HyperScale Resource Guide No. 3
The RSO eventually served in a wide variety of roles. The original version had a pressed steel cab with a truck-like configuration. This was used for general transport duties. A drop-sided wooden-cab tractor designated the RSO/03 was also produced.
Germany's desperation for mobile artillery led to the RSO being fitted with a 7.5cm PaK 40/1 anti-tank gun. The result was a lightweight, mobile but highly exposed anti-tank weapon. The RSO/PaK 40 combination was manufactured during 1943/44 and was primarily used to support anti-tank infantry units on the Eastern Front. A total of eighty-three were built.
The original RSO model in 1/35 was from Peerless/Max. This offered a Nebelwerfer and crew in addition to the basic vehicle. This RSO was a great kit for its day (over twenty years old now) and the only item that really let it down was its tracks.
Fortunately, Italeri bought the Peerless Max moulds, so the company's products lived on after the name of the company had died.
The basic steel-cab version from Italeri is stock number 227. It is listed in their current catalogue and widely available.
Next, Italeri released the RSO/02 self-propelled PaK 40. The kit maximises existing Italeri moulds, as it uses parts from their old PaK 40 kit with a modified cab/chassis. Apart from peculiar treadplate pattern and a general simplification of details, this is a great little kit. Stock number is 355, and it is also widely available.
Recently Italeri added the RSO/03 "Einheits" wooden-cabbed tractor to the range. This kit also includes the old PaK 40 - this time being towed! Cookie Sewell has reviewed this new kit in detail on HyperScale. This kit should be hitting the hobby shop shelves any time now.
A range of accessories are available for the compulsive detailer. The biggest problem with this family of kits are the vinyl tracks. The modeller has the choice of Model Kasten's workable tracks (stock number MDKSK-33 at around 2500¥); or for the longer pockets, Friulmodellismo's metal working tracks (FALT-29 at around US$40). Both track choices are suitable for any of the three RSO versions.
Eduard's brass-etched detail set offers a wealth of detail to add to the RSO/01 steel cab version, although many of the parts will be applicable to the "einheits" /03 version too. An acetate instrument panel is included. The stock number is 35 112, and the cost should be around US$12-$15.
(RSO/03 image courtesy of Rob Plas)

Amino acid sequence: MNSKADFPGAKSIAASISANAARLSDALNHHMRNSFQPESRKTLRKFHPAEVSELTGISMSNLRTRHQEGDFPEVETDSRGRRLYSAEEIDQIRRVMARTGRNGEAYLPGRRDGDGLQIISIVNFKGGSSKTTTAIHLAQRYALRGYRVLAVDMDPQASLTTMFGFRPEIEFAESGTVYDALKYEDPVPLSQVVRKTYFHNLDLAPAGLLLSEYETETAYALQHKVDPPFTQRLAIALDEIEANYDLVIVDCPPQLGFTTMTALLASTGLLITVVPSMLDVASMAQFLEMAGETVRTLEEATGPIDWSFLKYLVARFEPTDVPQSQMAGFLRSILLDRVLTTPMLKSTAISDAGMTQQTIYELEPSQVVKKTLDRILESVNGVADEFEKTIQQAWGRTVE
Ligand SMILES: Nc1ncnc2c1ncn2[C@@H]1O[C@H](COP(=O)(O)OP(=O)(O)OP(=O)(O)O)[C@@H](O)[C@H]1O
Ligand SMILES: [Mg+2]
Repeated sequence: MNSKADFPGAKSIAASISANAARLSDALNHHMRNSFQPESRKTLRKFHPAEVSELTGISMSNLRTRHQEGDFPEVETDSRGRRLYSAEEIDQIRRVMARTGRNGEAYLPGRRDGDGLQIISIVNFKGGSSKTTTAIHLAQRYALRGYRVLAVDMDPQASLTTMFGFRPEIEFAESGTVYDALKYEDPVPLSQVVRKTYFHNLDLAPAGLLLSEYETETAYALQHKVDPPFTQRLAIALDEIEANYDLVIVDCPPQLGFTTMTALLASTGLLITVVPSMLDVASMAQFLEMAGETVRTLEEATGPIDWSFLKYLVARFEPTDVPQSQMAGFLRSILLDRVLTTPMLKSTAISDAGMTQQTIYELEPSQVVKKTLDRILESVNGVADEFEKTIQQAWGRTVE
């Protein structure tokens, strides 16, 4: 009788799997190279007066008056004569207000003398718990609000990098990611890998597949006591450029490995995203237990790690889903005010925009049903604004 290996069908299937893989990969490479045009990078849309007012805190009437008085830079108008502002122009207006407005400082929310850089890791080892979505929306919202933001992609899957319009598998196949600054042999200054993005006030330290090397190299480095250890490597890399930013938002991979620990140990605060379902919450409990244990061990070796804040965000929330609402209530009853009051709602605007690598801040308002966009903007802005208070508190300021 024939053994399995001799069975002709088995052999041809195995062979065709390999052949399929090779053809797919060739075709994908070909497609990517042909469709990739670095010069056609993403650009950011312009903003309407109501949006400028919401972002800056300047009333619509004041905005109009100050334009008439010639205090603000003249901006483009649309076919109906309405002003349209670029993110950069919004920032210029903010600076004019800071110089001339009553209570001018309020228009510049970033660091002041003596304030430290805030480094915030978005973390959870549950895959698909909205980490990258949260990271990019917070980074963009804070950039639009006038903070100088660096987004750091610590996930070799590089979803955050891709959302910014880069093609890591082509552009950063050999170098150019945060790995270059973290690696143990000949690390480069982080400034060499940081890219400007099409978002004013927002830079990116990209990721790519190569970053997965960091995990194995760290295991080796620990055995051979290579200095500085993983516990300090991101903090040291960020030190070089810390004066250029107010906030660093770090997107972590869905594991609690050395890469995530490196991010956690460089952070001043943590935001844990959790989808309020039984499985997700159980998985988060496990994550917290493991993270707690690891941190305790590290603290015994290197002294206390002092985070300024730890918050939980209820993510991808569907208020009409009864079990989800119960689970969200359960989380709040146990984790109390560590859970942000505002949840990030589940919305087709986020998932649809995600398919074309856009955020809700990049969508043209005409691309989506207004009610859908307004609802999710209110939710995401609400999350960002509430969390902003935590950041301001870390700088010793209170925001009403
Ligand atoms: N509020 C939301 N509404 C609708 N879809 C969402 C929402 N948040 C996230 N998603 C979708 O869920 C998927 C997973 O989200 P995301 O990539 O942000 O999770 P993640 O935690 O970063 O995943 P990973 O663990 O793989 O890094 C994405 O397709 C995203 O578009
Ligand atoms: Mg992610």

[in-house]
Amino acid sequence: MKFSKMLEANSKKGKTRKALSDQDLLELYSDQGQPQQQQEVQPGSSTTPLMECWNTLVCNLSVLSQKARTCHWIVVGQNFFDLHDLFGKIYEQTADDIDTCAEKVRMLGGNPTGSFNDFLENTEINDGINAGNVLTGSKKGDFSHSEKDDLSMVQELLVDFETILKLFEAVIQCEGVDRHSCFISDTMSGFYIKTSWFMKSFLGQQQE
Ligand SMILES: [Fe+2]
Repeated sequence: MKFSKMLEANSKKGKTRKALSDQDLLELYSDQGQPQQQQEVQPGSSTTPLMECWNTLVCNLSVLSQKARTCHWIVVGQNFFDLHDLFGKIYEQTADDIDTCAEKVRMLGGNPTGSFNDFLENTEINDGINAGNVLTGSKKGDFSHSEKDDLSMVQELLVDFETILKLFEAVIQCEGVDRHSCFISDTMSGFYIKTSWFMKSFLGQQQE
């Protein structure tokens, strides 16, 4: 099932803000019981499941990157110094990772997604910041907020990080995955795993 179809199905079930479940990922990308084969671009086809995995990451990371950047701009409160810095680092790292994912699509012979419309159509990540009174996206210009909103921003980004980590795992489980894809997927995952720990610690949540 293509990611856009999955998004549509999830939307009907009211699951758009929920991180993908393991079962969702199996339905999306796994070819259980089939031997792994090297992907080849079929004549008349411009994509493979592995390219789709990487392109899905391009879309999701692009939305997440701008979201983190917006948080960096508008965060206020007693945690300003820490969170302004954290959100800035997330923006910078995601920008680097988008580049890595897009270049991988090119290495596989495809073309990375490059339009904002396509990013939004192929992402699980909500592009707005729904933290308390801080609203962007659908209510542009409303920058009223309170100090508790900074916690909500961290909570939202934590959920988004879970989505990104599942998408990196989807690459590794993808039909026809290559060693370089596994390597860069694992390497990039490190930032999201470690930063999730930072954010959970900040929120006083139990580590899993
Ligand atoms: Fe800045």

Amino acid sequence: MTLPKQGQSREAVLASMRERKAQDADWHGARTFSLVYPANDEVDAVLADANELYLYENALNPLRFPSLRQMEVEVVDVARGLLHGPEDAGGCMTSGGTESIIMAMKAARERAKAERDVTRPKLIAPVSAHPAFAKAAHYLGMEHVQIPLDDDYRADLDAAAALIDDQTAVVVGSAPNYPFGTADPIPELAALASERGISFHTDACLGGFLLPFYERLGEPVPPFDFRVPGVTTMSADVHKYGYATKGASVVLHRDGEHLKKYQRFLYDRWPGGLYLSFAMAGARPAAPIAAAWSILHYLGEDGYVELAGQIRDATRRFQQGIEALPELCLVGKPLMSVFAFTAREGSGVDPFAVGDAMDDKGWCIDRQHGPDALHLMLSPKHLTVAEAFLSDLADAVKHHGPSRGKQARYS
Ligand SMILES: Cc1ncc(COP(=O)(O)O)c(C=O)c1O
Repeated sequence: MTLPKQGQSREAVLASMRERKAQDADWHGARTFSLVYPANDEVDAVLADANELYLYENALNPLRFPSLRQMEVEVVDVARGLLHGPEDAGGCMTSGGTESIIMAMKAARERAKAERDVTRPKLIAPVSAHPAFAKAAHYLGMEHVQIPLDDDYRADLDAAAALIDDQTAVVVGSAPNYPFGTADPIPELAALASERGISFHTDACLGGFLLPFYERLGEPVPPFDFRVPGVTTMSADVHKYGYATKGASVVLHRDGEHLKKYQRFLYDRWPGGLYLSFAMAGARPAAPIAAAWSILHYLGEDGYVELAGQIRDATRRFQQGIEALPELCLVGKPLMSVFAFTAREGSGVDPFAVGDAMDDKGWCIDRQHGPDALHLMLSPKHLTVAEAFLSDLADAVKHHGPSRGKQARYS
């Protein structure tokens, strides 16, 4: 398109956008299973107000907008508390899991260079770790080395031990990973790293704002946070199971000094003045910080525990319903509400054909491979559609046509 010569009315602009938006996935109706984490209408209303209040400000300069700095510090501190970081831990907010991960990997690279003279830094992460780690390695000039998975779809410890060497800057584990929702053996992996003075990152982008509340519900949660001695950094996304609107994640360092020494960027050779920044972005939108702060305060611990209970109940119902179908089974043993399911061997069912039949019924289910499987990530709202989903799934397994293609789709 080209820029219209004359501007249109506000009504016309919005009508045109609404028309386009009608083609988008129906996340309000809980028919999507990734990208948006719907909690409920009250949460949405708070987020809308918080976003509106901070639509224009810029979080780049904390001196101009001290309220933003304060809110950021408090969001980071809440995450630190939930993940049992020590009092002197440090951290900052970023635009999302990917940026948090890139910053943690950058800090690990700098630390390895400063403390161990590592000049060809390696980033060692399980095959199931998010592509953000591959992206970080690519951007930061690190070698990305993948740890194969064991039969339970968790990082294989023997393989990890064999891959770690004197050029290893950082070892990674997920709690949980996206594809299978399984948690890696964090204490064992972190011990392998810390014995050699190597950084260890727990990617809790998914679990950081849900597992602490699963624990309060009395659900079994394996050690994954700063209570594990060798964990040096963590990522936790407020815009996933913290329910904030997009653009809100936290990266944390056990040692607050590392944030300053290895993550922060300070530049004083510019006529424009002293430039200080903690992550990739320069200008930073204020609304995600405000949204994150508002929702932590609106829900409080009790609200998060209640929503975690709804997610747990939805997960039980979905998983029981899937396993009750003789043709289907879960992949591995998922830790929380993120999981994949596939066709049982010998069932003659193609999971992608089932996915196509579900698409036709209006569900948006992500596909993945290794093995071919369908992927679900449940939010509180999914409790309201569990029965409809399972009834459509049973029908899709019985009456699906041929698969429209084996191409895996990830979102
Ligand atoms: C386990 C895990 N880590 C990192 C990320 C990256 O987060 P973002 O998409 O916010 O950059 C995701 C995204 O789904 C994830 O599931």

In addition to Peter's images above, Rob Plas has supplied a couple of general views of two RSO/01s
Peter took the following photographs at the WTS Koblenz collection in Germany.
Peter tells us that this is a marvellous collection, open to the public but part of the German Army. Koblenz houses working examples of just about everything the Wehrmacht ever used or tested, and is aimed at training service personnel in tecnical matters. The small arms collection has to be see to be believed. There are separate collections of tank gun sights, comms equipment and some artillery on display. The armour on display includes the RSO, Wespe, Panzerjager I (with the 4.7cm Czech anti-tank piece), Panzer IV, and a slew of modern vehicles such as MBT70 and a few experimental vehicles. Although the armour is on display is not as extensive as the Panzermuseum in Munster, what is there is immaculate and in working order - it has to be in order to fulfil its educational role for the Army!
the thin, welded plates making up the front of the low-profile cab; the driver's control
columns indicating the crews' exposed position; and the drop down, wooden sides. Note also
some of the smaller details - the door hinges, the footstep and the front towing hook.
This valuable shot of the lower-front of the RSO, illustrates the subtle pattern of the brake housing, and shows the location of the hydraulic lines. Also note the spoked idler wheel, and the inner surfaces of the pressed steel wheels.
More shots below of the driver's position, engine, the Pak 40 gun and its mount. Click to enlarge.
Photographs Copyright © 1998 by Peter